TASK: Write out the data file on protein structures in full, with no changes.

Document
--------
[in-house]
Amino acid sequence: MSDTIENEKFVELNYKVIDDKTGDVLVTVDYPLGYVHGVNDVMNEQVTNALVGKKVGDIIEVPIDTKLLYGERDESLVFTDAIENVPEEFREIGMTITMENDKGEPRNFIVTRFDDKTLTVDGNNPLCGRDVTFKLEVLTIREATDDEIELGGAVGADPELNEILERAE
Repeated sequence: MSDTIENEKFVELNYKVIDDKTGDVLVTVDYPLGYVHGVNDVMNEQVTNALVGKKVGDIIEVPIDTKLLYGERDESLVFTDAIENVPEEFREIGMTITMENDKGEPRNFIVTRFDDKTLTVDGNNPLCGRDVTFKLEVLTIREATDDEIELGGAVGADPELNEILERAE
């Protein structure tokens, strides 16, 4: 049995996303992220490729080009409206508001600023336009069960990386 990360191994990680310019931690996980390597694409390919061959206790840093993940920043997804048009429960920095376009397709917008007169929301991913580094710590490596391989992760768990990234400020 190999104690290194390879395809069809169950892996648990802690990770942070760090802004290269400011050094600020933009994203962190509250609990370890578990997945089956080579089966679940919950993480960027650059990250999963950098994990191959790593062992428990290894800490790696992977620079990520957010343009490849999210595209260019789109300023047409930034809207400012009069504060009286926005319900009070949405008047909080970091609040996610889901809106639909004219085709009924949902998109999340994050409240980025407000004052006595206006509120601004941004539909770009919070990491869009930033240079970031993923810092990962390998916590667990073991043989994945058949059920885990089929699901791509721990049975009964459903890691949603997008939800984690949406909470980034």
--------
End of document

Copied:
[in-house]
Amino acid sequence: MSDTIENEKFVELNYKVIDDKTGDVLVTVDYPLGYVHGVNDVMNEQVTNALVGKKVGDIIEVPIDTKLLYGERDESLVFTDAIENVPEEFREIGMTITMENDKGEPRNFIVTRFDDKTLTVDGNNPLCGRDVTFKLEVLTIREATDDEIELGGAVGADPELNEILERAE
Repeated sequence: MSDTIENEKFVELNYKVIDDKTGDVLVTVDYPLGYVHGVNDVMNEQVTNALVGKKVGDIIEVPIDTKLLYGERDESLVFTDAIENVPEEFREIGMTITMENDKGEPRNFIVTRFDDKTLTVDGNNPLCGRDVTFKLEVLTIREATDDEIELGGAVGADPELNEILERAE
């Protein structure tokens, strides 16, 4: 049995996303992220490729080009409206508001600023336009069960990386 990360191994990680310019931690996980390597694409390919061959206790840093993940920043997804048009429960920095376009397709917008007169929301991913580094710590490596391989992760768990990234400020 190999104690290194390879395809069809169950892996648990802690990770942070760090802004290269400011050094600020933009994203962190509250609990370890578990997945089956080579089966679940919950993480960027650059990250999963950098994990191959790593062992428990290894800490790696992977620079990520957010343009490849999210595209260019789109300023047409930034809207400012009069504060009286926005319900009070949405008047909080970091609040996610889901809106639909004219085709009924949902998109999340994050409240980025407000004052006595206006509120601004941004539909770009919070990491869009930033240079970031993923810092990962390998916590667990073991043989994945058949059920885990089929699901791509721990049975009964459903890691949603997008939800984690949406909470980034």